Following is the third in a four-part series of articles that Dave Voris of Horizon Bank is writing to provide insights on making wise investment decision in this low interest rate environment.
This third article focuses upon the Risk, or Safety, and the Reward relationships of various investment instruments. To discuss Safety, let’s consider two balance sheets: the balance sheet of the Investor; a.k.a. a Not-for-Profit organization, and the balance sheet of the Borrower; a.k.a. the obligor of the debt instrument.
I use these two, side-by-side examples to highlight the investor’s need to understand any default risk potential from the ultimate borrower, or called Safety of the investment within the context of this discussion. As one considers the risk-reward relationship, remember there is no free lunch. Thus, higher rates of return correlate with higher degrees of risk. This is not necessarily bad as long as the board-approved investment policy defines that higher risk as acceptable. If the debt obligor would default and not repay the funds to the Investors; i.e., the Not-for-Profit organizations which are holding investments, could face a loss of principal.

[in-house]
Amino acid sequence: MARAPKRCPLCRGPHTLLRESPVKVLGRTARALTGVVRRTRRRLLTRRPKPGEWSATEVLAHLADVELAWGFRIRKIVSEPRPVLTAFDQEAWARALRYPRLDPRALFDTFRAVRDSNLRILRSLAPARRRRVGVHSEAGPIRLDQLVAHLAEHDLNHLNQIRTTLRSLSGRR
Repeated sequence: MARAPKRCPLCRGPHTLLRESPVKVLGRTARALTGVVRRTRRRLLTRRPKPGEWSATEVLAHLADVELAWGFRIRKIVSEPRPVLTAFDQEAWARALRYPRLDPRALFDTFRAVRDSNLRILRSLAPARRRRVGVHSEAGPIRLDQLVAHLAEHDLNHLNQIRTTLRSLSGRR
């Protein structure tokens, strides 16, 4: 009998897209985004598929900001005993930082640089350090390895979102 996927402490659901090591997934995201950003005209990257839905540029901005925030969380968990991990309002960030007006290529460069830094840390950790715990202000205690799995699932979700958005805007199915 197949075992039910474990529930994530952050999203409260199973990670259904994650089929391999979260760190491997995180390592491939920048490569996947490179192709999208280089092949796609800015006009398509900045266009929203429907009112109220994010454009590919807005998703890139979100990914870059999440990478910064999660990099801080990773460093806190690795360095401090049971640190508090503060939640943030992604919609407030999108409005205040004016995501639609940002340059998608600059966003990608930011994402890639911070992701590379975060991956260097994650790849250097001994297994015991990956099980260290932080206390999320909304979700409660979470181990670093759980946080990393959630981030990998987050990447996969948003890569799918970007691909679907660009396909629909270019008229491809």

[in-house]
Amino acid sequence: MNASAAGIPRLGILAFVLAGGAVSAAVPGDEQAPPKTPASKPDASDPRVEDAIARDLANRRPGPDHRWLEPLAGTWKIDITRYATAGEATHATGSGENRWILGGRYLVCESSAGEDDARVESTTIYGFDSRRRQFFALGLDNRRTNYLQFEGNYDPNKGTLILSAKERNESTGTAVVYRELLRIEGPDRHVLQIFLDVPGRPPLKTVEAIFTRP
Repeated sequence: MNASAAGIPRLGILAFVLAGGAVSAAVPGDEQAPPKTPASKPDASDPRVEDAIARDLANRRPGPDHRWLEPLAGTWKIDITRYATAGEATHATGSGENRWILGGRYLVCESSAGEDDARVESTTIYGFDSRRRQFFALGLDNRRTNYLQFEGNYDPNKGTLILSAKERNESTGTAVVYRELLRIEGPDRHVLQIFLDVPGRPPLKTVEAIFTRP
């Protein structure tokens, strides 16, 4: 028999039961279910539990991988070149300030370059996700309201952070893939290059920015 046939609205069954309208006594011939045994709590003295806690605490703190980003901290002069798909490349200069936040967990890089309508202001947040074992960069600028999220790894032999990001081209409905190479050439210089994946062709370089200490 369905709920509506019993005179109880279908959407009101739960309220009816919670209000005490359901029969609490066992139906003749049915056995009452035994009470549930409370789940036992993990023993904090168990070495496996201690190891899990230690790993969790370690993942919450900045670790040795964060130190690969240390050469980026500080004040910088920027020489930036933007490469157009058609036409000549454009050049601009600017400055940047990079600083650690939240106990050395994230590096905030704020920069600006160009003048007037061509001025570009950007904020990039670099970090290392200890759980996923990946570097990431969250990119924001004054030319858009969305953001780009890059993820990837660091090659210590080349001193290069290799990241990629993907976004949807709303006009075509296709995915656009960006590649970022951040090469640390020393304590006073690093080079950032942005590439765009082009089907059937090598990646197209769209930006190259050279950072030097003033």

Since few Not-for-Profit finance staff, CEO’s or Board treasurers have the required time to clearly and intimately study the risk of default, they typically either: a) default to some widely discussed, safe, best practices, such as adhering to the $250,000 limit on deposits in any one bank or investing in U. S. Treasury obligations defined as the risk free investment, or b) follow the suggestions of an implicitly trusted advisor to help guide them through the balance of safety vs. rate of return.
Read the two previous posts at:
•Article 1: Summary of Practices from the 2013 AFP Liquidity Study
•Article 2: The Importance of an Investment Policy
Questions? Contact Dave Voris at 317-608-2085 or another Horizon Bank - Indianapolis advisor at (317) 608-2128 or 117 East Washington Street.